Being a semi-truck driver Michael Gozelanczyk sees more than his fair share of road kill though what he encountered April 15 along I-90 between Willoughby and Willoughby Hills gave him a double take.
So much so that Gozelanczyk of Auburn Township wheeled about, stopped and scooped up the dead critter, lying along the interstate next to Lake Metroparks’ 172-acre Gully Brook Park.
Thinking maybe the half-flattened mammal was either a river otter or perhaps the much more rare pine martin, Gozelanczyk used an Internet-based field guide to make a positive identification.
Only it was no fairly common river otter and no rare pine martin. What the mammal, the electronic field guide said, was an equally-rare-for-Ohio fisher.
Positive identification came from the Ohio Division of Wildlife. Its officer assigned to Geauga County, Scott Denamen, collected the now-frozen fisher from Gozelanczyk and today delivered it to the agency’s District Three (Northeast Ohio) office in Akron.
Fishers are in the same family as weasels, skunks, martins, badgers and otters. The can grow to 18 pounds, with males being up to 41 inches long and females being shorter and lighter in weight.
The species craves large swaths of mature forests and typically are found no closer to Ohio than Upstate New York and central Pennsylvania.
Porcupines make up a major portion of a fisher’s diet though members of this clan will eat smaller mammals, carrion and some plant matter.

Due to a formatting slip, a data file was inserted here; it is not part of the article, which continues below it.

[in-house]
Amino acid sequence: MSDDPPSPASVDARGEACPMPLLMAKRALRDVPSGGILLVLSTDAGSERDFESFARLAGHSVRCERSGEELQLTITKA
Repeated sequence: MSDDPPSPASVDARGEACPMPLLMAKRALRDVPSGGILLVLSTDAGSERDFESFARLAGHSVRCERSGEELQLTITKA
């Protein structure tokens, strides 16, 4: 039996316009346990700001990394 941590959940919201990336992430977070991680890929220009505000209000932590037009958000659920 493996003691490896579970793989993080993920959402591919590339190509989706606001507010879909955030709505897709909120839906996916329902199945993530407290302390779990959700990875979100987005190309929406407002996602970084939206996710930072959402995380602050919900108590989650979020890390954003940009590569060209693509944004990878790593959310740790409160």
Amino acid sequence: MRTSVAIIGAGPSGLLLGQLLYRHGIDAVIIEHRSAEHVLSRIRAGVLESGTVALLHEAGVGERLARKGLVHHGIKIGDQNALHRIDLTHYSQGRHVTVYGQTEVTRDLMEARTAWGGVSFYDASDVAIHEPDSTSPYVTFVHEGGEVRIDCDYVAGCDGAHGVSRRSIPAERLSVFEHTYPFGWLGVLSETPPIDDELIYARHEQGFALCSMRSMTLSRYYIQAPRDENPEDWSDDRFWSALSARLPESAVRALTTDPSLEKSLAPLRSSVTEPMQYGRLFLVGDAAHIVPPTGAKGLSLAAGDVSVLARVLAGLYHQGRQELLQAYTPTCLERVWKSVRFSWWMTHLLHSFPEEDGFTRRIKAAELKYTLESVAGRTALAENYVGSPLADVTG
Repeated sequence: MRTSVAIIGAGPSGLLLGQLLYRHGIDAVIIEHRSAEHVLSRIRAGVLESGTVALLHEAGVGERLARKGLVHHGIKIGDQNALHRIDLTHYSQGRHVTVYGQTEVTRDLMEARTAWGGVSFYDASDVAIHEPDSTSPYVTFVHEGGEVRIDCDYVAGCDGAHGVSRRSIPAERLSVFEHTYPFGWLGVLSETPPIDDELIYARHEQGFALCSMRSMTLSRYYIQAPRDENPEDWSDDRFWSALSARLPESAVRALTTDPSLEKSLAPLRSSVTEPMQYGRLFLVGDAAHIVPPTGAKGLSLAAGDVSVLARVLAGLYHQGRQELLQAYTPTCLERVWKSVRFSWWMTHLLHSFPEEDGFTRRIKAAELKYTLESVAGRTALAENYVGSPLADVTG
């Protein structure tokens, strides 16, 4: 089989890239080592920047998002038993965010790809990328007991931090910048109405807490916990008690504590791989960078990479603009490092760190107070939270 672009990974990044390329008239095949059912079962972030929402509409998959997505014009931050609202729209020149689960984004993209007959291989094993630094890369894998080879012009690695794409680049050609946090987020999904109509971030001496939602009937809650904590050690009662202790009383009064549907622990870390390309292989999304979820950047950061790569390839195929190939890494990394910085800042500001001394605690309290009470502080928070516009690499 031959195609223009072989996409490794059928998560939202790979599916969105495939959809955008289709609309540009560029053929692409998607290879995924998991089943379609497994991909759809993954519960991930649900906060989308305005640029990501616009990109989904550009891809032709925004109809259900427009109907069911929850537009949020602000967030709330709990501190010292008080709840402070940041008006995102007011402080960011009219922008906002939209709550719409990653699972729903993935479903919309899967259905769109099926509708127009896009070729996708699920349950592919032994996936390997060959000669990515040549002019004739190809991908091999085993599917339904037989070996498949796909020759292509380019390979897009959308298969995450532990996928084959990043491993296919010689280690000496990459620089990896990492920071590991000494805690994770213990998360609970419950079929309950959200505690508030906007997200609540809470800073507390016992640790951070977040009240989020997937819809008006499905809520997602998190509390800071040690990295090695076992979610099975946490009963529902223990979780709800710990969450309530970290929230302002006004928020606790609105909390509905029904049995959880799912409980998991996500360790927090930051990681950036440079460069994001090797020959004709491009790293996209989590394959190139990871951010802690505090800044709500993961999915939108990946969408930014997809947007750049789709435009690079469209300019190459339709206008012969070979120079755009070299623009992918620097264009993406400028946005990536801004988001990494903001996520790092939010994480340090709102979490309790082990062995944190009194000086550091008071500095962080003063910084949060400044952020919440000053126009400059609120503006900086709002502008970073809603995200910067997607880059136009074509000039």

They can be aggressive and may attack pets with a few incidences of them attacking young children.
During a recent February international fur-buyers’ auction in Toronto, the average price for a fisher pelt sold for $156.67, the species’ luxurious pelts being especially in demand by the Chinese, reports the industry-related Trapping Today.
“I used to trap and hunt but I never thought I’d ever see a fisher,” Gozelanczyk said. “I went ‘wow.’”
Wow, too, was the reaction from the Wildlife Division, though perhaps not as dramatically as expressed as by Gozelanczyk.
“It’s not a terribly huge surprise though it certainly something that is unique,” said District Three spokeswoman Jamey Emmert. “There have been reports of possibly fisher activity near our Highlandtown Wildlife Area in Columbiana County.”
This might make more sense than a fisher – even a dead one – being found in western Lake County. While Lake County is a couple counties over from Pennsylvania, Columbiana County is hard-pressed to the state line.
And fishers are native to Pennsylvania which manages the species as a fur-bearing mammal through a limited trapping program. The state conducted its first modern-day fisher-trapping season in 2011 after a successful re-introduction effort spearheaded by the U.S. Department of the Interior’s Fish and Wildlife Service.
One unknown regarding the fisher Gozelanczyk found, however, is whether the animal is a male or female. It seems that whatever struck the animal did so at the fisher’s high-quarters, partially obliterating at least a casual sexual identification, Emmert said.
“The front half is in beautiful condition though,” Emmert said.
That being said, the fact the fisher was found in mid-April leads biologists to believe the animal is probably a male. This is the species’ breeding season and thus the fisher may have wandered into Ohio in search of a mate, Emmert said.
No word yet on what the agency plans to do with the carcass, however.- Jeffrey L. Frischkorn